• Apr 5th 2011 at 11:49AM
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U.S. and European policies, which call for increased production of ethanol and other biofuels to displace fossil fuels and possibly reduce global warming, could result in more deaths and diseases worldwide. Counter-intuitive, no? Well, according to a release from the Association of American Physicians and Surgeons (AAPS), here's why making more biofuels may be detrimental to our health:
Increased production of biofuels increases the price of food worldwide by diverting crops and cropland from feeding people to feeding motor vehicles. Higher food prices, in turn, condemn more people to chronic hunger and "absolute poverty" (defined as income less than $1.25 per day). But hunger and poverty are leading causes of premature death and excess disease worldwide. Therefore, higher biofuel production would increase death and disease.
The AAPS points to research conducted by the World Bank that indicates that increases in biofuel production from 2004 to 2010 has already pushed more than 35 million people into absolute poverty in third-world countries. Using statistics from the World Health Organization, Dr. Indur Goklany, a science and technology policy analyst for the U.S. Department of the Interior, estimates that the increased amount of people living in absolute poverty has led to at least 192,000 additional deaths per year. Goklany claims that death and disease from poverty are proven, whereas the loss of life and illnesses linked directly to global warming are hypothetical.

[Source: Association of American Physicians and Surgeons | Image: Agência Brasil – Wikimedia Commons]
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Biofuels Policy May Kill 200,000 Per Year in the Third World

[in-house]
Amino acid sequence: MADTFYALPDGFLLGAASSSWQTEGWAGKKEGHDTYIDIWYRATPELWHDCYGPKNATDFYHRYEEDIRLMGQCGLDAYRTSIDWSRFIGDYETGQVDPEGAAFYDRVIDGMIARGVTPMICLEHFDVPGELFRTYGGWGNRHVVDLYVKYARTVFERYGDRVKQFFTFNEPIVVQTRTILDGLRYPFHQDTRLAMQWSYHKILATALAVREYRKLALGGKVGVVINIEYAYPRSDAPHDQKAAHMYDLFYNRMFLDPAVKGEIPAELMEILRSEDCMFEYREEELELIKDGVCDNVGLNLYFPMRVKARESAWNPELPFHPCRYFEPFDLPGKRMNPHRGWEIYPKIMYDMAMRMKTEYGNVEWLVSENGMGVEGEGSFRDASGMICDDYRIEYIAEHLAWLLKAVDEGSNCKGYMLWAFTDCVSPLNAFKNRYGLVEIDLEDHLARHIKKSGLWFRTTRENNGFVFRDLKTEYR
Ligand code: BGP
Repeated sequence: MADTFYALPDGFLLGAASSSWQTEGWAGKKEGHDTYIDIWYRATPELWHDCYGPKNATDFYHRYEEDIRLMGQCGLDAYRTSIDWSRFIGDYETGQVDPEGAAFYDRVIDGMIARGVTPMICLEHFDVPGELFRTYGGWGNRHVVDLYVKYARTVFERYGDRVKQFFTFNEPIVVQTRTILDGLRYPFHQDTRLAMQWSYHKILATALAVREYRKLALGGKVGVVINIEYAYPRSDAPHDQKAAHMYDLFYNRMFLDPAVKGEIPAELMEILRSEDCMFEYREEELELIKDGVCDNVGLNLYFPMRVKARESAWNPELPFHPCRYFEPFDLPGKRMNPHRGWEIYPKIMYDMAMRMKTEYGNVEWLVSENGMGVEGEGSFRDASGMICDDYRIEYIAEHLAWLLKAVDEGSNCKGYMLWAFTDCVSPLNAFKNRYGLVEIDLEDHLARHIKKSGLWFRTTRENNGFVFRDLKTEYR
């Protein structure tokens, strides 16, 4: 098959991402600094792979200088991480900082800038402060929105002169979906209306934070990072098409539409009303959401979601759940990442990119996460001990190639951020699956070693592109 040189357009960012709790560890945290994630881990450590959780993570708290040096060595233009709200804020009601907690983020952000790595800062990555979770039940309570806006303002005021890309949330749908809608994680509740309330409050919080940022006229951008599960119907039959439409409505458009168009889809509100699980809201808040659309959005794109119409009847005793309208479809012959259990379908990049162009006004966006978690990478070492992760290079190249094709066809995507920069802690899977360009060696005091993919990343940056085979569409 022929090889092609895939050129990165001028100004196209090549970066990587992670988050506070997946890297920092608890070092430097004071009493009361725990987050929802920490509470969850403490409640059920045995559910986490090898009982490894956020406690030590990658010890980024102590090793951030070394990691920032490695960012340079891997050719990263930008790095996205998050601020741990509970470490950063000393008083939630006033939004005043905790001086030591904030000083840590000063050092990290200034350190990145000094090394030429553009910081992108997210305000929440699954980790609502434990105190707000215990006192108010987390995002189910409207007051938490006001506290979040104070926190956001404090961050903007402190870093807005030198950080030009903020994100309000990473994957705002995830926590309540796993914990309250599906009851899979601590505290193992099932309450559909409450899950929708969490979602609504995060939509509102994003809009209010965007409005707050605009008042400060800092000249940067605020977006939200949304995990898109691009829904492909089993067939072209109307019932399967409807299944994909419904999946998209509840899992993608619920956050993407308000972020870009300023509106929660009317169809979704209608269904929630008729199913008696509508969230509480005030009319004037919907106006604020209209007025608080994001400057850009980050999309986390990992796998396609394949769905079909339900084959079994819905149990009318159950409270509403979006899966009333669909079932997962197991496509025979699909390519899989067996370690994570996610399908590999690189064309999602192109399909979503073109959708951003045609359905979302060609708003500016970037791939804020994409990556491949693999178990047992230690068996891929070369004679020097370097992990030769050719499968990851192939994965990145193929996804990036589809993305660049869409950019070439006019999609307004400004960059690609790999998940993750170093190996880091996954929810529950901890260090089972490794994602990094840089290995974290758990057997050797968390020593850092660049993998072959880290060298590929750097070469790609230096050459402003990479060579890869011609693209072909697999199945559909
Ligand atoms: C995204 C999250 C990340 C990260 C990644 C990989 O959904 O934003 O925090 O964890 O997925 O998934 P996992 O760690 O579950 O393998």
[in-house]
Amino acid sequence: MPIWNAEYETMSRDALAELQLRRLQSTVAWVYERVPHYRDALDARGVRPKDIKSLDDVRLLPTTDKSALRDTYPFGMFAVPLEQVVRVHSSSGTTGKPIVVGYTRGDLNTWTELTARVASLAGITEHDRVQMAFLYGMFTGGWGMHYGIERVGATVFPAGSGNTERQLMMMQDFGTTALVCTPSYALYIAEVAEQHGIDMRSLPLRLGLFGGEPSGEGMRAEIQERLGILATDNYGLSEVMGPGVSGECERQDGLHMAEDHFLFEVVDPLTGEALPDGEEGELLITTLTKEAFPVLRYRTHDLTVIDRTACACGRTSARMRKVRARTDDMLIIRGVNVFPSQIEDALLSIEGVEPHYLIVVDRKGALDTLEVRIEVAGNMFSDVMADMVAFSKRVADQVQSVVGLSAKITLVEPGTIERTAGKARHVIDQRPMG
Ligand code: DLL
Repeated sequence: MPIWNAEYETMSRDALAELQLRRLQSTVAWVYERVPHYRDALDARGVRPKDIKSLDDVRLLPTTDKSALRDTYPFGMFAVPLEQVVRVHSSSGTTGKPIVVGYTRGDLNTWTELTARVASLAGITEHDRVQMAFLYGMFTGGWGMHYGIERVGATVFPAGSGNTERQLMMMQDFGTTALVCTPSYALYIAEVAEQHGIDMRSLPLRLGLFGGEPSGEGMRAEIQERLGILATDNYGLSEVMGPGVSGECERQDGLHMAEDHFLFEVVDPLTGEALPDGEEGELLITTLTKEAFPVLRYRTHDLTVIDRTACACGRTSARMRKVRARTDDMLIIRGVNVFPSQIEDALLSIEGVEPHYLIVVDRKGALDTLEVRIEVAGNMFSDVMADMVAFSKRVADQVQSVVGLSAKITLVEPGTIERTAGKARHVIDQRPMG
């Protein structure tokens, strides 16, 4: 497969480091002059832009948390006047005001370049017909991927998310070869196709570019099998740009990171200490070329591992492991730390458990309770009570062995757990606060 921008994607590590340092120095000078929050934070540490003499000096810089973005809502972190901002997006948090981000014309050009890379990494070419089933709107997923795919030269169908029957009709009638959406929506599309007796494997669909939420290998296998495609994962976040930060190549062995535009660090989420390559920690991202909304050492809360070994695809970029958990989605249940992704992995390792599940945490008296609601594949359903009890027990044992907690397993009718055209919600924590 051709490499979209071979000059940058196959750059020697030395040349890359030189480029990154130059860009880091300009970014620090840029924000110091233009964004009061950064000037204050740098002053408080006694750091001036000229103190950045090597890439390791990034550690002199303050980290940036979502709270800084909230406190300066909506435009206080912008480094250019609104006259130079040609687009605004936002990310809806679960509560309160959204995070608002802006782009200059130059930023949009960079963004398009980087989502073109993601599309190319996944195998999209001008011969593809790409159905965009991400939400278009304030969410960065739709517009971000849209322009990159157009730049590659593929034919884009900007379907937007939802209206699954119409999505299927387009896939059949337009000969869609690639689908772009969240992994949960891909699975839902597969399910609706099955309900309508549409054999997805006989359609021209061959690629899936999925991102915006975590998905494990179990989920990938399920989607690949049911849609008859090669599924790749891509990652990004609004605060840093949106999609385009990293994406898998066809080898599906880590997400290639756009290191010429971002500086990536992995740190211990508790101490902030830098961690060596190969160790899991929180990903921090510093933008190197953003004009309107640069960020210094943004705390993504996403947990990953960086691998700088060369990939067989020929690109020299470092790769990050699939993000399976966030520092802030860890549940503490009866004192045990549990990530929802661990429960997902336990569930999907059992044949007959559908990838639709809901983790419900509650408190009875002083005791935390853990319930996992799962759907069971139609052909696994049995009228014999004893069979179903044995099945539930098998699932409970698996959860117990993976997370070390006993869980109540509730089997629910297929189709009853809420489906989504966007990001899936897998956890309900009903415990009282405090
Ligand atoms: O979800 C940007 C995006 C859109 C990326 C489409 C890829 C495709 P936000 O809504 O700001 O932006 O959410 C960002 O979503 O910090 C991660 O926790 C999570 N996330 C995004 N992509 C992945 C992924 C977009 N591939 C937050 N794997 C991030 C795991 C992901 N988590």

TUCSON, Ariz., March 28, 2011 /PRNewswire-USNewswire/ -- U.S. and European policy to increase production of ethanol and other biofuels to displace fossil fuels is supposed to help human health by reducing "global warming." Instead it has added to the global burden of death and disease.

Increased production of biofuels increases the price of food worldwide by diverting crops and cropland from feeding people to feeding motor vehicles. Higher food prices, in turn, condemn more people to chronic hunger and "absolute poverty" (defined as income less than $1.25 per day). But hunger and poverty are leading causes of premature death and excess disease worldwide. Therefore, higher biofuel production would increase death and disease.

Research by the World Bank indicates that the increase in biofuels production over 2004 levels would push more than 35 million additional people into absolute poverty in 2010 in developing countries. Using statistics from the World Health Organization (WHO), Dr. Indur Goklany estimates that this would lead to at least 192,000 excess deaths per year, plus disease resulting in the loss of 6.7 million disability-adjusted life-years (DALYs) per year. These exceed the estimated annual toll of 141,000 deaths and 5.4 million lost DALYs that the World Health Organization attributes to global warming. Thus, developed world policies intended to mitigate global warming probably have increased death and disease in developing countries rather than reducing them. Goklany also notes that death and disease from poverty are a fact, whereas death and disease from global warming are hypothetical.

Thus, the biofuel remedy for global warming may be worse than the disease it purports to alleviate.

Goklany was associated with the UN Intergovernmental Panel on Climate Change (IPCC) off and on over a 20-year period as an author, expert reviewer, and U.S. delegate. His analysis is published in the spring 2011 issue of the Journal of American Physicians and Surgeons (www.jpands.org/vol16no1/goklany.pdf), the official journal of the Association of American Physicians and Surgeons (AAPS).